My son came home from Grandma and Grandpa’s house at 2:45 am recently. They said he was crying and coughing and that neither could stop. Since she has asthma every time she gets sick with a virus (a cold, in this case), my parents had gone through the various inhaler treatments that day, following their morning announcement that they had a “sore throat,” always a bad sign. input. our house. The parent of a child with virus-induced asthma knows that the simple cold will not be boring at all.
As the mother of an asthmatic child, I do whatever it takes to keep viruses at bay. It’s not that easy here in the Midwest when we spend a lot of time together indoors for half the year.
Here are some of the techniques I use now to overcome a cold.
1. Take a warm bath in the morning and at night until you feel better.
2. Blow your nose until it is clean.
3. Take acetaminophen / ibuprofen without (much) complaining.
4. Sit under a towel with a steaming bowl of water and eucalyptus essential oils for a few minutes during the day with a damp cloth pressed to the side of the face. (More on this below)
5. Let me put some oil on the tip of the nose / upper lip. (Again, below)
The warm bath is relaxing, helps distract you from feeling sick, and relieves congestion. The nose blowing is obvious; Get that crap out of there, for God’s sake! The constant flow of pain / fever reducer helps your body focus on healing, not controlling a sore throat / congestion in the face / head area. Yes, I am in favor of letting the body do its job of defending itself against those pesky viruses on its own, but allowing a child to cry / suffer with fever / congestion / pain doesn’t seem like a smart way to handle things. I know that fever is the body’s natural defense and that it is good for us. Save it for the grown-ups, I say. What culture has there ever been that didn’t do what it could to ease pain? I don’t know of any except (maybe) the Shakers, and, well, most of them don’t exist anymore. Will a child grow up to be a better person and have a stronger constitution if he refuses to do so? Maybe. For my part, I give my son pain reliever and I take it myself when I need it. Kids especially need to “be tough” in my opinion, but that can be encouraged when it comes to a scratch, a bloody knee / elbow, or a gunshot in the doctor’s office.
As for the eucalyptus oil, I don’t use it too much, just a couple drops in the glass container (okay, it’s a rectangular Pyrex-type container) after the 1 or 2 inches of water has been heated in the microwave. I have my son lying on the bed on his stomach with a pillow between him and the water, or if it is daytime, he sits at the table with it. I cover it with a towel and set the stove timer for about 3 minutes. The towel is the size of a standard bath, so a lot of air still gets in. Once this is done, we blow our noses and then I apply whatever oil we have on hand, usually scented with a few drops of lavender as well. Lavender is calming and somewhat accelerates healing, and is especially effective when the skin is damp from steam. Doing this helps my child avoid getting a red and swollen nose from all the vigorous blowing / wiping with old tissues or the (tasteful) toilet paper roll that is a constant companion in our house when a cold strikes. Oh, I forgot to mention that if my son complains that one area of his face hurts, such as one side or the other from a stuffy nose, I also ask him to hold a moistened, microwave-heated washcloth over the area while he is under the towel. He doesn’t know, but I add a little olive (or other) oil to the fabric, along with a little lavender to make it smell nice. Again, my focus is on moving the healing process forward.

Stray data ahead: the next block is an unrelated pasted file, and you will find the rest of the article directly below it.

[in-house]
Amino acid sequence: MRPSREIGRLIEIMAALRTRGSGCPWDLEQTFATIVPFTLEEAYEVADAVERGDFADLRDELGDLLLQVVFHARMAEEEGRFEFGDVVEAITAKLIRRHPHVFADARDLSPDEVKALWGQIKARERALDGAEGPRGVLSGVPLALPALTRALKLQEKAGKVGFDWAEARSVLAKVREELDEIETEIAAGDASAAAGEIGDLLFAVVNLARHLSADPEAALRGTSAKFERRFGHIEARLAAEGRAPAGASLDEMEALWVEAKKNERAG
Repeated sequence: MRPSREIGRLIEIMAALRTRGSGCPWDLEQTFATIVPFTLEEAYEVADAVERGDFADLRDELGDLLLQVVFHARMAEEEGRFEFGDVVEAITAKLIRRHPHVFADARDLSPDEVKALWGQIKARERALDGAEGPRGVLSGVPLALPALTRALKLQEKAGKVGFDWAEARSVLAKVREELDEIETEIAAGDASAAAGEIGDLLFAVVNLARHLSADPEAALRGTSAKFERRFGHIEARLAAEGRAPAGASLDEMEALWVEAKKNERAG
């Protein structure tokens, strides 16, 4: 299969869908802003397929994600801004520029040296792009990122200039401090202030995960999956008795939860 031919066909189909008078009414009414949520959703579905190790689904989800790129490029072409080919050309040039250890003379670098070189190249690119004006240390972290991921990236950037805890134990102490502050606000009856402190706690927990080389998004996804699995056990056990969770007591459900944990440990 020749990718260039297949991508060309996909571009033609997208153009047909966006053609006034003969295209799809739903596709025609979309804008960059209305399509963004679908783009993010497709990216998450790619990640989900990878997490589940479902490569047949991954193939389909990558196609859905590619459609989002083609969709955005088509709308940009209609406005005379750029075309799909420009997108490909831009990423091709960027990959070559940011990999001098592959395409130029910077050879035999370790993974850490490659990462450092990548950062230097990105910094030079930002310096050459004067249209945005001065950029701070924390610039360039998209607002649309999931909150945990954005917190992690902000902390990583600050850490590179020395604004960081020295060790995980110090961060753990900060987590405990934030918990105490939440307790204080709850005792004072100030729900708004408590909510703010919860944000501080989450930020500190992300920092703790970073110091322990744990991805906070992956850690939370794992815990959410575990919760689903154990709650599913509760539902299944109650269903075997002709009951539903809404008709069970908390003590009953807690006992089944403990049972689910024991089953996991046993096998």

As for our environment, I do a few things in my attempts to stop the spread of the disease. I say tries, as we tend to share here. As soon as my son wakes up, I open his bedroom windows to let in fresh air. I put a new pillowcase on her child-sized pillow so she has something neat to lie on later, and because pillowcases often double as Kleenex, too, when no one is looking. I clean common door handles / light switches and always have a separate hand towel for my son. However, I know that she often forgets to use her own, which is why she pulls out a new one every day.
Chicken soup, of course, is a must, as is a cup of tea in the morning and evening. In our son’s case, I encourage him to drink it without complaint (this is ANOTHER thing to do after all!) By spooning it into the honey, local of course, and pouring / stirring the tea. She is 6 years old, and that may seem a bit dangerous, but we are talking about a small pitcher of water with, at best, ½ inch of water. We ran out of honey when this newest virus appeared. Once the weekend was over, my son and I drove a few miles to the honey lady’s house and collected 3 pounds. – only $ 9. I see it as a little adventure for us (him), and as a way to encourage the old honey to keep doing what he does.
I’d say we spend half an hour in the morning and then at night on the tasks mentioned above. I take the time to do this because we go through a cold in about 3 days when I follow these steps. A mild cough may persist, but I usually stop giving any type of pain reliever etc at the end of day 2, and can stop excessive bath / steam treatments at the end of day 3.
I hope the tips above help you get your best cold and control your asthma.